Idaho Sens. Jim Risch and Mike Crapo on Tuesday tried to keep alive an effort to end $6 billion in subsidies for ethanol used in fuel, but the effort died on a procedural vote. Risch is a co-sponsor on other efforts to end the ethanol tax credit, while Crapo’s spokesman said the state’s senior senator hasn’t completely made up his mind on the issue yet.
Risch and Crapo voted to keep debate open on a plan from Sen. Tom Coburn, R-Okla., to end the Volumetric Ethanol Excise Tax Credit. More than 30 Republicans as well as five Democrats backed ending the subsidy, well short of the necessary 60 votes. Many of the Republicans who voted against the plan came from states with large farming economies, which benefit from the tax on the fuel made from corn.
“Every time the government gets its hands involved in something, it makes a mess of it, and this is no different,” Risch said to IdahoReporter.com about why he wants to get rid of the ethanol subsidy.
Crapo originally voted for the ethanol subsidy in 2004 and has said ethanol helps Idaho’s farmers and lessens America’s dependence on foreign oil. Spokesman Lindsay Nothern said Crapo isn’t fully behind Coburn’s plan and that the vote Tuesday wasn’t a final vote on the issue.
“He’s supportive of looking at changes,” Nothern said. “I don’t know that’s he’s completely committed to gutting the subsidies.”
Nothern said Crapo is interested in proposals from Republican Sens. Chuck Grassley of Iowa and John Thune of South Dakota to water down or slowly phase out the subsidies. Grassley and Thune voted against Coburn’s plan.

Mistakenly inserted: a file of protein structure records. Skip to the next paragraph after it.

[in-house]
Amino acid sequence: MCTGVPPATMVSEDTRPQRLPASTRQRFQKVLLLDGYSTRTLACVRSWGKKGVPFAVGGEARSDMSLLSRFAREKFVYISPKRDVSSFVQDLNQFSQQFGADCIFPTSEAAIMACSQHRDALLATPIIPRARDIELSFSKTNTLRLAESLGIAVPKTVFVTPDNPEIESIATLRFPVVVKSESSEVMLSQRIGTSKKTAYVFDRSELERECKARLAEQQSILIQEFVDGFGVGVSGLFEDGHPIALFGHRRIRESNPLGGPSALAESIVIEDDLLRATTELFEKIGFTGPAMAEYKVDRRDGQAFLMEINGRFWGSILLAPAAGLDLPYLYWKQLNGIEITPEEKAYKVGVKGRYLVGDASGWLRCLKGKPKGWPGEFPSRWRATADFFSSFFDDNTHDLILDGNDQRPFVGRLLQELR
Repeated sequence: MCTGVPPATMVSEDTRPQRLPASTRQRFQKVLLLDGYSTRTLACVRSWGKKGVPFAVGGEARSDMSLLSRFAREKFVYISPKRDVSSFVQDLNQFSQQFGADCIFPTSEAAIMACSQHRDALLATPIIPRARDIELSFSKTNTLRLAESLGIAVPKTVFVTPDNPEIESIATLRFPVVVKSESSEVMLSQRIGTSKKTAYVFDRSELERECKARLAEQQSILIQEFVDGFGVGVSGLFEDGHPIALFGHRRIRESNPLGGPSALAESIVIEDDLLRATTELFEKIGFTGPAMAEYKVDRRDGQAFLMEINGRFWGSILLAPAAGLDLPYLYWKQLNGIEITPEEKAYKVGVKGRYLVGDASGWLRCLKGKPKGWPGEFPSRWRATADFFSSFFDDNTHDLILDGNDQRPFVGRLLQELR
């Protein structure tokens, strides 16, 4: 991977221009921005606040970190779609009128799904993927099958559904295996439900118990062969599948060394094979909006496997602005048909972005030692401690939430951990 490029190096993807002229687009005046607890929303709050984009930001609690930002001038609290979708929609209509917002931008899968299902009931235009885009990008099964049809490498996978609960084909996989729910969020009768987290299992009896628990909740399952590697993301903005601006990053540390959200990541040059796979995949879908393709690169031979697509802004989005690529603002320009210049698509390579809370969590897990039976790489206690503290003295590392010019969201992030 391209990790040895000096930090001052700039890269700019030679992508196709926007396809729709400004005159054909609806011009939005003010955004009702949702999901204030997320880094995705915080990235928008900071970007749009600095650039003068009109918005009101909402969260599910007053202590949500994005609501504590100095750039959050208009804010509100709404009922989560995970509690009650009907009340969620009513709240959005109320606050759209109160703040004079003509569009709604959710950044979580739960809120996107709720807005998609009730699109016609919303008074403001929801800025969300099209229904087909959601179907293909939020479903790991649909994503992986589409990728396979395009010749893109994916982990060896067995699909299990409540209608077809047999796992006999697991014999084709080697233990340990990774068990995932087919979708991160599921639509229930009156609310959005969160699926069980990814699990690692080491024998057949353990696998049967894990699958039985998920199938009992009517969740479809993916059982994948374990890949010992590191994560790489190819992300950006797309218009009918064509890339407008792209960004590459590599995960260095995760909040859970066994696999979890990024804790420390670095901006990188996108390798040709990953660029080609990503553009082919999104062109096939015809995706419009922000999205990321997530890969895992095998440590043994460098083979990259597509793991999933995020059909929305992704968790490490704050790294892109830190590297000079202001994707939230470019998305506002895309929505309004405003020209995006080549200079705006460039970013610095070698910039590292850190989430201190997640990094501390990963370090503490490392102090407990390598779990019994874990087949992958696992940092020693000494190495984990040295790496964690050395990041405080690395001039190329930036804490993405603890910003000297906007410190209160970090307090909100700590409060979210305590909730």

President Barack Obama’s press secretary Jay Carney told reporters Tuesday that the president’s energy plan includes developing biofuels including ethanol, and that the White House is in favor of reforming but not repealing the ethanol subsidy.
In addition to the Republican split by some senators in more rural states, Coburn’s effort was also criticized by Grover Norquist with the group Americans for Tax Reform, which urges lawmakers to sign a pledge saying they won’t raise taxes. All four of Idaho’s members of Congress signed onto the tax pledge. Norquist said eliminating the $6 billion tax break amounts to a tax increase, though Risch disagreed.
“Repealing a subsidy is not a tax increase, as far as I’m concerned,” Risch said. “Grover Norquist was the only guy beating his chest on this, saying it was a tax increase.” Risch pointed out that other conservative organizations, including the Heritage Foundation and the Club for Growth, supported Coburn’s effort. Risch also said that he generally agrees with Norquist, but not on this particular issue.
Risch said the vote Tuesday is just the beginning, and there are several more efforts in the works in the Senate. “We’ll be voting on them again, I’m sure.”